The governor of the Bank of England favours regulation, resolution and restructuring for banks. They should rely less on debt, a resolution mechanism is needed for failing banks, and High Street banking should be kept separate from other banking operations. “Three Rs”, in The 2008 Crash: Reregulation, 3 May 2012.

Modern Monetary Theory says government deficits are always good, even when the economy is in good shape, unless there’s a risk of runaway inflation. Monetary sects, February 2012.

The Positive Money campaign isn’t targeting the kind of banking which was a factor in the 2008 financial crisis, and won’t stop the creation of money by private banks. Positive Money, March 2014.

In the eurozone, average current account deficits between 1999 to 2007 are a better indicator of current problems than fiscal deficits or public debt. The euro and the pound. 7 December 2011.

Going round in circles, again.

February 1, 2011

The monetary reformer quoted some of my last lot of replies out of context, and didn’t put the rest on his blog. So I’m not sending him this lot, I’m just posting them here. I hope there won’t be any more.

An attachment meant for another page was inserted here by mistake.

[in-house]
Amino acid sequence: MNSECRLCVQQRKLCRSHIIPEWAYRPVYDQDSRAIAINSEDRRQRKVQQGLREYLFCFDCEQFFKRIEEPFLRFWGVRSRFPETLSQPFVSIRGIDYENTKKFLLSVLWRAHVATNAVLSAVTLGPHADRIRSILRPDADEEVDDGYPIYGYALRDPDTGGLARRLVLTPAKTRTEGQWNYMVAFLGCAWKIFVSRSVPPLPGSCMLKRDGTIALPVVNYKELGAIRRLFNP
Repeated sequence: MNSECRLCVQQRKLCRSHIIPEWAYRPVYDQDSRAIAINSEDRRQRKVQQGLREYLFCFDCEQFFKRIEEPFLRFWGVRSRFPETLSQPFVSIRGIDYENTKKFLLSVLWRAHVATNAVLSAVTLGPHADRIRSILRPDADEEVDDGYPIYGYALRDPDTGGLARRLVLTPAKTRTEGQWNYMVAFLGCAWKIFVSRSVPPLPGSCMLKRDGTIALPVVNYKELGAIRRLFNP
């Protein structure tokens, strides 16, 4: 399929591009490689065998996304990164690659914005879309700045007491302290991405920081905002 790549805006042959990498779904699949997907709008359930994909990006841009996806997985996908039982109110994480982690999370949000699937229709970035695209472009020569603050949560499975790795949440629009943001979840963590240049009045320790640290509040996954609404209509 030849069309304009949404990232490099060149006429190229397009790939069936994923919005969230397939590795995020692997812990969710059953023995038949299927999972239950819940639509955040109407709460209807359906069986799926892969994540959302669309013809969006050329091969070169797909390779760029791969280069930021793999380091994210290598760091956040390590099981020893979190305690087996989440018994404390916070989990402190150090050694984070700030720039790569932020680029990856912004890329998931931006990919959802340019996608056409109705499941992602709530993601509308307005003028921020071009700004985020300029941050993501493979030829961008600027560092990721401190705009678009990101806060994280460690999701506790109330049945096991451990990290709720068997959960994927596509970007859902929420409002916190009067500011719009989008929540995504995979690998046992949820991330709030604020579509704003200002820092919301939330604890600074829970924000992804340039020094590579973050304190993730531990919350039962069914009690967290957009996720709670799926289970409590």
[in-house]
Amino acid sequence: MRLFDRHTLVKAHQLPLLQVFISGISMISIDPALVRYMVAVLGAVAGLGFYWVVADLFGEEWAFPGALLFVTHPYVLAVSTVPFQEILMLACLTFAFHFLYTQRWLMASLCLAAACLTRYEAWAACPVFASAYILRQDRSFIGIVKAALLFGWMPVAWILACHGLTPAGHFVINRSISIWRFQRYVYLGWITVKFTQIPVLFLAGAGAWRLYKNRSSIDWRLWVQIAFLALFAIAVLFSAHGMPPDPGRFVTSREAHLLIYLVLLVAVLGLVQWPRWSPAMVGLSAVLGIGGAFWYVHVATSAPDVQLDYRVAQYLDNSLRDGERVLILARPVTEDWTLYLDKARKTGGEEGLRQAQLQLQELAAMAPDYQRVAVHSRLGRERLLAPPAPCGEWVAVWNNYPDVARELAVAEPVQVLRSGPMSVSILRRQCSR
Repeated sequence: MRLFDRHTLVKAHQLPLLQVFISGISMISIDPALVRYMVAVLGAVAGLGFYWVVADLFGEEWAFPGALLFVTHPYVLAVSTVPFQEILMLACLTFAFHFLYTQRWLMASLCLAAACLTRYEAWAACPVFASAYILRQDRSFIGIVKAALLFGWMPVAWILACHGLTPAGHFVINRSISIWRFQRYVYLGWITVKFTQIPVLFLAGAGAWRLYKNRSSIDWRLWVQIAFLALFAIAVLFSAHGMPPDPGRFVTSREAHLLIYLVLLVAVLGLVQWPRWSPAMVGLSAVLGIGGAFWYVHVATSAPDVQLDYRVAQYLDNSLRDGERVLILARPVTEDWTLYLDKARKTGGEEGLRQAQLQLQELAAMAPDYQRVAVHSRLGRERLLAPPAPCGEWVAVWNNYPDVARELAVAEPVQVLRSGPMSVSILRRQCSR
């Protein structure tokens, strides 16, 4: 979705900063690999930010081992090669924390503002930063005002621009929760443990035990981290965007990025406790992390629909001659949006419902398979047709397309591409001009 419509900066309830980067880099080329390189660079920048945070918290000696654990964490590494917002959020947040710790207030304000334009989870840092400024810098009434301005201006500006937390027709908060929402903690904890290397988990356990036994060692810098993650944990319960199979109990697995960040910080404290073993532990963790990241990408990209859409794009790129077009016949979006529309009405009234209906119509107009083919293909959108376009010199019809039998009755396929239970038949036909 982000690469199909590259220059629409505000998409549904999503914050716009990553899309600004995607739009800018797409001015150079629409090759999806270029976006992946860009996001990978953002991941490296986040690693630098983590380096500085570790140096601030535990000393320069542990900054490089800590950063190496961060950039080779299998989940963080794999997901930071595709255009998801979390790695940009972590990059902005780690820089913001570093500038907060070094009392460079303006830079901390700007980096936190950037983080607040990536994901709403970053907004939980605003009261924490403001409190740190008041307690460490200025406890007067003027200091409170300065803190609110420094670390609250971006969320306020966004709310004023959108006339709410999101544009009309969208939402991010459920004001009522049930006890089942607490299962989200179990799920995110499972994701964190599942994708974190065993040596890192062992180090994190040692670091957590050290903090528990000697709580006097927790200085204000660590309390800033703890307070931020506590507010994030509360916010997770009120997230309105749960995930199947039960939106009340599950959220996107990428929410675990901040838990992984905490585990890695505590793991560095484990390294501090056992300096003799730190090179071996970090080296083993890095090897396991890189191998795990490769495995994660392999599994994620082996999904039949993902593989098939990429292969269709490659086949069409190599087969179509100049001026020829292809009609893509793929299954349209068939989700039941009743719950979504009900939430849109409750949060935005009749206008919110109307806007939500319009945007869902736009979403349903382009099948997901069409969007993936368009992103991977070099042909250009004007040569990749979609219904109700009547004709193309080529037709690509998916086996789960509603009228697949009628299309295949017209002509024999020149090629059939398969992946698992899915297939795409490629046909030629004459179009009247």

X: For you, economics seems to be about money. For us, economics is about life.

A: That’s not fair.

You wrote: “Economic growth requires (at least in part) increasing loans. If loans do not increase, the economy, as it is presently structured, fails.“

That’s a purely monetary definition of economic failure. Also I think its wrong, from a monetary point of view as well as from a Green one.

I wrote “Economic growth or decline is about GDP, in other words, money. Sustainability is about resources, climate, population, and other species, as well as money.”

That definition of economic growth is not just my opinion. Wikipedia says: Economic growth is the increase of per capita gross domestic product (GDP) or other measure of aggregate income, typically reported as the annual rate of change in real GDP. (en.wikipedia.org/wiki/Economic_growth)